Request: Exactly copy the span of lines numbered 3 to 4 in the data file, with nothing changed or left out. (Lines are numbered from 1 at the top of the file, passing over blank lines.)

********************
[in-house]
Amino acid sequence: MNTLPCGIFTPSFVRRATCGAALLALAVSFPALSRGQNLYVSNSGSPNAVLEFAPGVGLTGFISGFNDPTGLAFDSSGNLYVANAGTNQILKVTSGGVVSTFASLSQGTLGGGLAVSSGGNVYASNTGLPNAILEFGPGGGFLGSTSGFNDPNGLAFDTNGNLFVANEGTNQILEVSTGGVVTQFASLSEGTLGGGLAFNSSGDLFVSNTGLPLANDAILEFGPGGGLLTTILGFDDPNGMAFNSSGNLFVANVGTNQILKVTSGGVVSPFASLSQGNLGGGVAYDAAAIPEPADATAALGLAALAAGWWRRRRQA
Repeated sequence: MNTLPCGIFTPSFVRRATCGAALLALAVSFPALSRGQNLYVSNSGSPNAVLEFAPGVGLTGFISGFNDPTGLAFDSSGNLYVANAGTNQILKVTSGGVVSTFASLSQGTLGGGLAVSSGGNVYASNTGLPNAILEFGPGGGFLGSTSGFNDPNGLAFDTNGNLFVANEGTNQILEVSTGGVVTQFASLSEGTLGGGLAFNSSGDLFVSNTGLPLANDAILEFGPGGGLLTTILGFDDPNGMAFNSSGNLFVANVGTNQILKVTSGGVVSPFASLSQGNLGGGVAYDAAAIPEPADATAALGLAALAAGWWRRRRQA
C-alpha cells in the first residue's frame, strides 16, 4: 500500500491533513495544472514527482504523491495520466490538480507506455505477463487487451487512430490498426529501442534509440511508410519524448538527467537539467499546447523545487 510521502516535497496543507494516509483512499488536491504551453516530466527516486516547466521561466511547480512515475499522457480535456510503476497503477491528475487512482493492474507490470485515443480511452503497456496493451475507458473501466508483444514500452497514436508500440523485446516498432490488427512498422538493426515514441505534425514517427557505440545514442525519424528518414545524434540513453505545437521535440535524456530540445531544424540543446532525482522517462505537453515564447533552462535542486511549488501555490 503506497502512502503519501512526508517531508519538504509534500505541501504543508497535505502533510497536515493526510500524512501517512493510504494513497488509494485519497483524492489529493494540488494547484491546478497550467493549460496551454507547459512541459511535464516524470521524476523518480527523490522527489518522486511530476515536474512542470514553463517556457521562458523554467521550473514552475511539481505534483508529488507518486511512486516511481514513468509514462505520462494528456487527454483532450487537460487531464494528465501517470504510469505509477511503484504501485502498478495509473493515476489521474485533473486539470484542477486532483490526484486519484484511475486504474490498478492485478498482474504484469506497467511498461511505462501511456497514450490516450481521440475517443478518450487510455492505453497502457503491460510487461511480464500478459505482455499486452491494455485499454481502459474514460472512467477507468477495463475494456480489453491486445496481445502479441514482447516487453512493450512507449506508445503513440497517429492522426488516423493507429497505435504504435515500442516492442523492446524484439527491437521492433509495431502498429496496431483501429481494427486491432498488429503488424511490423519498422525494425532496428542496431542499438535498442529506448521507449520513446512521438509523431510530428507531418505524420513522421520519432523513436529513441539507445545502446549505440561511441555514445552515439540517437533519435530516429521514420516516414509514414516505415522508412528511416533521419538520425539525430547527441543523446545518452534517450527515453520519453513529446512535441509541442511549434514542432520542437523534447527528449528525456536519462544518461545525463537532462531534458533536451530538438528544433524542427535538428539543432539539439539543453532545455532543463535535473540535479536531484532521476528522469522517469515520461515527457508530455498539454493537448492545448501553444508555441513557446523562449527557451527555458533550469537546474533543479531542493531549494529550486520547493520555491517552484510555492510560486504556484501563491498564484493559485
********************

Repeated sequence: MNTLPCGIFTPSFVRRATCGAALLALAVSFPALSRGQNLYVSNSGSPNAVLEFAPGVGLTGFISGFNDPTGLAFDSSGNLYVANAGTNQILKVTSGGVVSTFASLSQGTLGGGLAVSSGGNVYASNTGLPNAILEFGPGGGFLGSTSGFNDPNGLAFDTNGNLFVANEGTNQILEVSTGGVVTQFASLSEGTLGGGLAFNSSGDLFVSNTGLPLANDAILEFGPGGGLLTTILGFDDPNGMAFNSSGNLFVANVGTNQILKVTSGGVVSPFASLSQGNLGGGVAYDAAAIPEPADATAALGLAALAAGWWRRRRQA
C-alpha cells in the first residue's frame, strides 16, 4: 500500500491533513495544472514527482504523491495520466490538480507506455505477463487487451487512430490498426529501442534509440511508410519524448538527467537539467499546447523545487 510521502516535497496543507494516509483512499488536491504551453516530466527516486516547466521561466511547480512515475499522457480535456510503476497503477491528475487512482493492474507490470485515443480511452503497456496493451475507458473501466508483444514500452497514436508500440523485446516498432490488427512498422538493426515514441505534425514517427557505440545514442525519424528518414545524434540513453505545437521535440535524456530540445531544424540543446532525482522517462505537453515564447533552462535542486511549488501555490 503506497502512502503519501512526508517531508519538504509534500505541501504543508497535505502533510497536515493526510500524512501517512493510504494513497488509494485519497483524492489529493494540488494547484491546478497550467493549460496551454507547459512541459511535464516524470521524476523518480527523490522527489518522486511530476515536474512542470514553463517556457521562458523554467521550473514552475511539481505534483508529488507518486511512486516511481514513468509514462505520462494528456487527454483532450487537460487531464494528465501517470504510469505509477511503484504501485502498478495509473493515476489521474485533473486539470484542477486532483490526484486519484484511475486504474490498478492485478498482474504484469506497467511498461511505462501511456497514450490516450481521440475517443478518450487510455492505453497502457503491460510487461511480464500478459505482455499486452491494455485499454481502459474514460472512467477507468477495463475494456480489453491486445496481445502479441514482447516487453512493450512507449506508445503513440497517429492522426488516423493507429497505435504504435515500442516492442523492446524484439527491437521492433509495431502498429496496431483501429481494427486491432498488429503488424511490423519498422525494425532496428542496431542499438535498442529506448521507449520513446512521438509523431510530428507531418505524420513522421520519432523513436529513441539507445545502446549505440561511441555514445552515439540517437533519435530516429521514420516516414509514414516505415522508412528511416533521419538520425539525430547527441543523446545518452534517450527515453520519453513529446512535441509541442511549434514542432520542437523534447527528449528525456536519462544518461545525463537532462531534458533536451530538438528544433524542427535538428539543432539539439539543453532545455532543463535535473540535479536531484532521476528522469522517469515520461515527457508530455498539454493537448492545448501553444508555441513557446523562449527557451527555458533550469537546474533543479531542493531549494529550486520547493520555491517552484510555492510560486504556484501563491498564484493559485